For the past decade I’ve been a serious frequent flier, in fact one year I racked up a Platinum card (the highest level) on Continental Airlines. I’ve been on commuter flights, discount flights, flown coach, flown first class, etc. – in short I’ve seen pretty much everything there is to see inside and airport and airplane.
One item I haven’t seen addressed substantially anywhere (I’ve not read comment sections extensively so it may be addressed somewhere) in regards to Annie Jacobsen’s Terror in the Skies article is the social dynamics of an airline cabin and the extent to which a group of travelers who know each other prior to boarding have on the social dynamics of a flight.
In case you hadn’t noticed it it’s summer time and at airports around the country that means groups – oh so many groups – of traveling teens. What traveler hasn’t seen a big group of teens coming down the concourse and secretly prayed they would not be stopping at your gate? Why the prayer? Veteran travelers know that a group of 20 teens – be they church group, high school swim team, you name it – change the atmosphere of a flight, and do so substantially.
In a cabin of 150, or so, passengers 20 teens spread out all over the plane in small groups command, and depending on the group, demand your attention. You may not even be aware that you are noticing their actions, conversations, or movements.
Read the story, replace Arabs with teens. It really doesn’t matter what kind of teen group you imaging. The moving around, socializing, and congregating should be familiar to anyone who has traveled on a summer discount fare flight filled with a group of teens.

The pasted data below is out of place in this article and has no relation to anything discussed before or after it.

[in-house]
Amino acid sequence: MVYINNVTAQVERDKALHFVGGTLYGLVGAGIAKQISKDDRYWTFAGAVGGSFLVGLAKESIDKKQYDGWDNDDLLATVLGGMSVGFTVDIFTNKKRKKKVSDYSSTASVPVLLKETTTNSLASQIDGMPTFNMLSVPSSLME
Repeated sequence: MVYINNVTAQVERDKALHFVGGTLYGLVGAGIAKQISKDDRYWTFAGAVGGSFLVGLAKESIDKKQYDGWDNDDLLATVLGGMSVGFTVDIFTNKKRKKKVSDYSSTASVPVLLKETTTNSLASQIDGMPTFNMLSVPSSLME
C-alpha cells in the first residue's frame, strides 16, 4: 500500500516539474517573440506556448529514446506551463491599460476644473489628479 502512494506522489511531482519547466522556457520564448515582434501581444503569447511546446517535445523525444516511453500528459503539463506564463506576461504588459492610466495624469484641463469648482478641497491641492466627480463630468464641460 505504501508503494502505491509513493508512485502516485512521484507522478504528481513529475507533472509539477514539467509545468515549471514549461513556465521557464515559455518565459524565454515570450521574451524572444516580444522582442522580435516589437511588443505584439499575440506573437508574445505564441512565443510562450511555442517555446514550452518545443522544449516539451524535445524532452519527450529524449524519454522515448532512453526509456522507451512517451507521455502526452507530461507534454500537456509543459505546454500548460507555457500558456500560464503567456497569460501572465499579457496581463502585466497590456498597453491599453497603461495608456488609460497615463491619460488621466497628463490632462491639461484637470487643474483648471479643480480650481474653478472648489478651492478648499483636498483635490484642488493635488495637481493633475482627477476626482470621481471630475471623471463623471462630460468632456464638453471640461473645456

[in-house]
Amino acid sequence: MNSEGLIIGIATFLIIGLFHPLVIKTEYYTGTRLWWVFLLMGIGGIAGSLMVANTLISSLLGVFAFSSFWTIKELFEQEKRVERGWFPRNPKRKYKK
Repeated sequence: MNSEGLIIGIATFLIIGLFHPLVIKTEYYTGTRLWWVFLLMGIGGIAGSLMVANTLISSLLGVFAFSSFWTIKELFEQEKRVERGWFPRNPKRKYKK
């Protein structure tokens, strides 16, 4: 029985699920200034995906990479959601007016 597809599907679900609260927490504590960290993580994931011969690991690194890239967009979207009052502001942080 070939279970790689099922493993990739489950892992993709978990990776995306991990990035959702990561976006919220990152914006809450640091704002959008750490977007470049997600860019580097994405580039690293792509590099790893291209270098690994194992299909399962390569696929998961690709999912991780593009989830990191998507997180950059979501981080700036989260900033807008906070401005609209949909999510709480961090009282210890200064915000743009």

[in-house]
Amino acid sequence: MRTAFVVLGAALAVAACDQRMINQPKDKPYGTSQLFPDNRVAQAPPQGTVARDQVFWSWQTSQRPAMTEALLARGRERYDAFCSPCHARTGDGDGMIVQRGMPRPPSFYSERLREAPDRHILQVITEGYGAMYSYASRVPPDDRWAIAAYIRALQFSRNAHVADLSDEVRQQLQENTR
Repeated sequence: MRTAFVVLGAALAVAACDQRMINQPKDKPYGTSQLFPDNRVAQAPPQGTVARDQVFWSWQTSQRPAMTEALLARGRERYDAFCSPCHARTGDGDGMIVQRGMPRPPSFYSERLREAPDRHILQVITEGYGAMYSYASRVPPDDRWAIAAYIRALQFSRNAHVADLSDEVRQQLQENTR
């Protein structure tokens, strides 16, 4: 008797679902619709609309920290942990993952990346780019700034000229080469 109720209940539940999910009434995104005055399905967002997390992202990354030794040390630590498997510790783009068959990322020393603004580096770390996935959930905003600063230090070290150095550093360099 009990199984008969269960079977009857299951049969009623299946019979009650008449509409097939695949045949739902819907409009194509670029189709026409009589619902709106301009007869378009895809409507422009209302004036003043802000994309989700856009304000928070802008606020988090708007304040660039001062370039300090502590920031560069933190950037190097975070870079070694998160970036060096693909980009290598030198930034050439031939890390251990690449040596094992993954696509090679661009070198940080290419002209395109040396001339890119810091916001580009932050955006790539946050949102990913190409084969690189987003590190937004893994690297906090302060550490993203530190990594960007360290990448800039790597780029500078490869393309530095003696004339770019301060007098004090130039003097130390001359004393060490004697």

If you’ve been on a flight like this you know you just can’t help but notice what they are doing…
When view through the lens of 9/11 and all of the warnings that have been made public since then perhaps the actions of the passengers fit a profile that would indicate a dry-run for terrorist activity. Change the lens though, by changing the ethnic identity component of the equation, and perhaps the groups activity fits into more familiar observed patterns of activity. In that case both the lens and the activities require scrutiny…
Donald Sensing has a laundry list of issues with the story.
Michelle Malkin (who deserves credit for doggedly pursuing the story) has a roundup of skeptics thoughts on the story.
World O’Crap doesn’t doubt the men existed, just the authors slant on the story.
Glenn Reynolds links to both skeptics and those who have furthered the story.